Tumor necrosis factor receptor superfamily (TNFRSF) belongs to the transmembrane protein receptor, and its characteristic structure is its extracellular domain cysteine-rich domain (CRDs), which usually contains 6 cysteine residues involved in the formation of three disulfide bonds. The number of CRDs varies by receptor, from one to four. These Cys are ligand binding sites. TNFRSF can bind to the corresponding ligand and play an important role in inducing apoptosis, mediating inflammatory response and autoimmune diseases.
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Figure 1 Structure of the soluble human 55 kd TNF receptor-human TNF beta complex
1. Classification of TNFRSF
TNFRSF can be divided into two categories according to the presence or absence of Death domain in the membrane.
The first category mainly includes TNF-R1, Fas (Apo-1, CD95), DR3 (Apo-3, WSL-1, TRAMP), DR-4 (TRAIL-R1), DR-5 (TRAIL-R2), DR-6, EDA-R and NGFR.
Their intracellular region contains a death domain (DD) that is homologous to Drosophila cell death proteins. The death domain contains a receptor that transduces an apoptotic signaling pathway. When TNFR is activated by an apoptotic signal, its cytoplasmic death domain recruits apoptosis-related factors, which then activate downstream caspases to cause cellular apoptosis.
Members of the second subfamily include TNFR2, CD40, OX40, and 4-1BB. Although their cytoplasmic regions are quite different, they can regulate the activation of NF-kappa B(nuclear factor kappa B) or JNK(c-jun amino-terminal kinase) by mediating tumor necrosis factor receptor-related factors, thereby regulating gene expression and promoting growth .
Figure 2 Member and classification of TNFRSF
3. Death Receptors
In TNFRSF, some receptor molecules have Death domain (DD) in the cytoplasmic region, which is also called Death receptor (DR). When these receptor molecules are combined with the corresponding ligands, a series of signaling molecules can be recruited and activated, eventually activating aspartic acid specific cysteine protease/Caspase in the cytoplasm, leading to apoptosis . Therefore, death receptors are involved in many physiological and pathological processes of the body, especially in multiple viral infections.
3.1 Fas system
Fas exists widely in many tissues and cells, but is mainly expressed in immune cells.
Both Fas and FasL can be secreted or exfoliated outside the cell and become soluble functional molecules, namely sFas and sFasL. Fas, FasL, sFas and sFasL together form the Fas system.
FasL binds to Fas and causes apoptosis. The combination of sFasL and Fas also induces apoptosis. sFas has a high affinity with FasL, and can compete with membrane type Fas for FasL, but does not cause apoptosis, and indirectly inhibits apoptosis. The role of sFas and sFasL may be a regulatory mode of apoptosis in vivo. Apoptosis mediated by Fas system plays a very important role in transplantation immunity, which is involved in the development of lymphocytes, the formation of self-tolerance, the restriction of T lymphocyte cloning, the realization of immune response and many other immune processes.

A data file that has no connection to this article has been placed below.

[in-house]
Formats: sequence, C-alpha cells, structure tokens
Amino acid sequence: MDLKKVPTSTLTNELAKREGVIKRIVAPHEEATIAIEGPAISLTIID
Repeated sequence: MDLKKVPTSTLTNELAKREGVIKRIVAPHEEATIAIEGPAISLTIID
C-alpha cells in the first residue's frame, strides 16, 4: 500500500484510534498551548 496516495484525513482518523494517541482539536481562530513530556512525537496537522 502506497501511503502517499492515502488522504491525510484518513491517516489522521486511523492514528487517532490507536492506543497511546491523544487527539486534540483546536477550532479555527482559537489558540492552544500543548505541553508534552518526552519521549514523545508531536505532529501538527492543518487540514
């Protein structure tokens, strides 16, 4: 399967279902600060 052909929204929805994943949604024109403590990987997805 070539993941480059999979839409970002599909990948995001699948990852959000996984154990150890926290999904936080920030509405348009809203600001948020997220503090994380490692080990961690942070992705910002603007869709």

Tumor necrosis factor receptor 1(TNFR1), also known as the tumor necrosis factor receptor superfamily member (TNFRSF1A) and CD120a, is a ubiquitous membrane receptor-binding tumor necrosis factor alpha (TNF alpha).
TNFR1 is expressed in almost every cell in the body. It is involved in apoptosis.
Compared with TNFR1, TNFR2 is expressed in limited cells, which determines that TNFR2 activity is more specific to disease and is a good therapeutic target . TNFR2 is mainly dependent on tumor necrosis factor receptor-associated factor 2 (TRAF2) and nuclear factor-kappaB (NF-κB) in cell survival.
Death receptor 3(DR3) is a new member of the TNFR superfamily containing death domain discovered after tumor necrosis factor receptor (TNFR1) and Fas/ APO-l .
The DR3-encoded product is a type II transmembrane protein composed of an extracellular receptor binding region, a transmembrane region, and an intracellular death domain (DD). DR3 is mainly distributed in lymphoid tissues such as spleen, thymus and peripheral blood lymphocytes. The restricted expression pattern of DR3 in lymphoid tissue suggests that it may play a special role in the development and function of lymphocytes. DR3, like TNFR1 and Fas, can induce apoptosis and activate the nuclear factor kappa B.
Figure 3 Death receptors
4. Other Receptors
Structure: TNFRSF19 (TROY) is a newly discovered tumor necrosis factor receptor superfamily expressed in mouse embryos, also known as toxicity and JNK inducer (TAJ). TROY is a type I transmembrane protein .
The extracellular region of TROY has a hydrophobic region as a signal peptide followed by two cysteine-rich regions and an incomplete cysteine region. Unlike the death receptor, the intracellular region of TROY does not have a death domain, but a TNF receptor-associated factor 2 (TRAF2) binding sequence.
Expression: TROY is widely expressed in a variety of tissues, but unlike most known TNFRSF members, TNFRSF19 is not expressed in major lymphoid tissues such as the spleen and thymus . TROY is highly expressed in the embryonic and mature central nervous system. TNFRSF19 is highly expressed in the process of embryo development, indicating that TNFRSF19 gene plays a crucial role in embryo development.
TNFRSF19 gene expression is associated with many diseases, such as neuroblastoma, nasopharyngeal carcinoma, vascular dementia, etc. Abnormal expression of TNFRSF19 may be the driver of malignant glioma cell metastasis .
Function: In general, the tumor necrosis factor receptor (TNFR) superfamily induces apoptosis through the death domain. The intracellular domain of TROY has no death domain, which induces cell death in the form of para-apoptosis. Interaction of TNFRSF19 gene with TRAF family members can activate the JNK pathway and induce non-caspase-dependent cell death .